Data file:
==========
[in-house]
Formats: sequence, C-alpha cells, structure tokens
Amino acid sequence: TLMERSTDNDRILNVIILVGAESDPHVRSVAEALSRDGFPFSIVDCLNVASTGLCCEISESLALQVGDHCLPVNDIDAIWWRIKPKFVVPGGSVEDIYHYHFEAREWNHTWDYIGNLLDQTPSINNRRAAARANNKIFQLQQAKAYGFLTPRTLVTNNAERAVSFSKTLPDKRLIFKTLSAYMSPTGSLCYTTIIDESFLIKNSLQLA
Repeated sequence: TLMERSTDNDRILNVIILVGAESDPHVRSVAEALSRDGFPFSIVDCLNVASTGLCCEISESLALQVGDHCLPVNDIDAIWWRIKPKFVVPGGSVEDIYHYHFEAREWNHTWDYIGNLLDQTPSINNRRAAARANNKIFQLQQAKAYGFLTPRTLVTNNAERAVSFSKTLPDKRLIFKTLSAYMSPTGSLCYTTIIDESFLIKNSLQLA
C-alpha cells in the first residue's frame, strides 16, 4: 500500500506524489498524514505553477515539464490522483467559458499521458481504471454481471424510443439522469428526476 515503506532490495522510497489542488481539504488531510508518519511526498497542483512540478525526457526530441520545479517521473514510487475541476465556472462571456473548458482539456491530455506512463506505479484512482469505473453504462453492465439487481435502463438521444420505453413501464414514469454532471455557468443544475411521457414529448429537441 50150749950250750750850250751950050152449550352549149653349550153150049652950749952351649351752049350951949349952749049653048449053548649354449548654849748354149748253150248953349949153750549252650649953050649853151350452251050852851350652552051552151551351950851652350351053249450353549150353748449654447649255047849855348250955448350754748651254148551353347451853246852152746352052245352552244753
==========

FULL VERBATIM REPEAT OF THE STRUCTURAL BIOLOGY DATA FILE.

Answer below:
[in-house]
Formats: sequence, C-alpha cells, structure tokens
Amino acid sequence: TLMERSTDNDRILNVIILVGAESDPHVRSVAEALSRDGFPFSIVDCLNVASTGLCCEISESLALQVGDHCLPVNDIDAIWWRIKPKFVVPGGSVEDIYHYHFEAREWNHTWDYIGNLLDQTPSINNRRAAARANNKIFQLQQAKAYGFLTPRTLVTNNAERAVSFSKTLPDKRLIFKTLSAYMSPTGSLCYTTIIDESFLIKNSLQLA
Repeated sequence: TLMERSTDNDRILNVIILVGAESDPHVRSVAEALSRDGFPFSIVDCLNVASTGLCCEISESLALQVGDHCLPVNDIDAIWWRIKPKFVVPGGSVEDIYHYHFEAREWNHTWDYIGNLLDQTPSINNRRAAARANNKIFQLQQAKAYGFLTPRTLVTNNAERAVSFSKTLPDKRLIFKTLSAYMSPTGSLCYTTIIDESFLIKNSLQLA
C-alpha cells in the first residue's frame, strides 16, 4: 500500500506524489498524514505553477515539464490522483467559458499521458481504471454481471424510443439522469428526476 515503506532490495522510497489542488481539504488531510508518519511526498497542483512540478525526457526530441520545479517521473514510487475541476465556472462571456473548458482539456491530455506512463506505479484512482469505473453504462453492465439487481435502463438521444420505453413501464414514469454532471455557468443544475411521457414529448429537441 50150749950250750750850250751950050152449550352549149653349550153150049652950749952351649351752049350951949349952749049653048449053548649354449548654849748354149748253150248953349949153750549252650649953050649853151350452251050852851350652552051552151551351950851652350351053249450353549150353748449654447649255047849855348250955448350754748651254148551353347451853246852152746352052245352552244753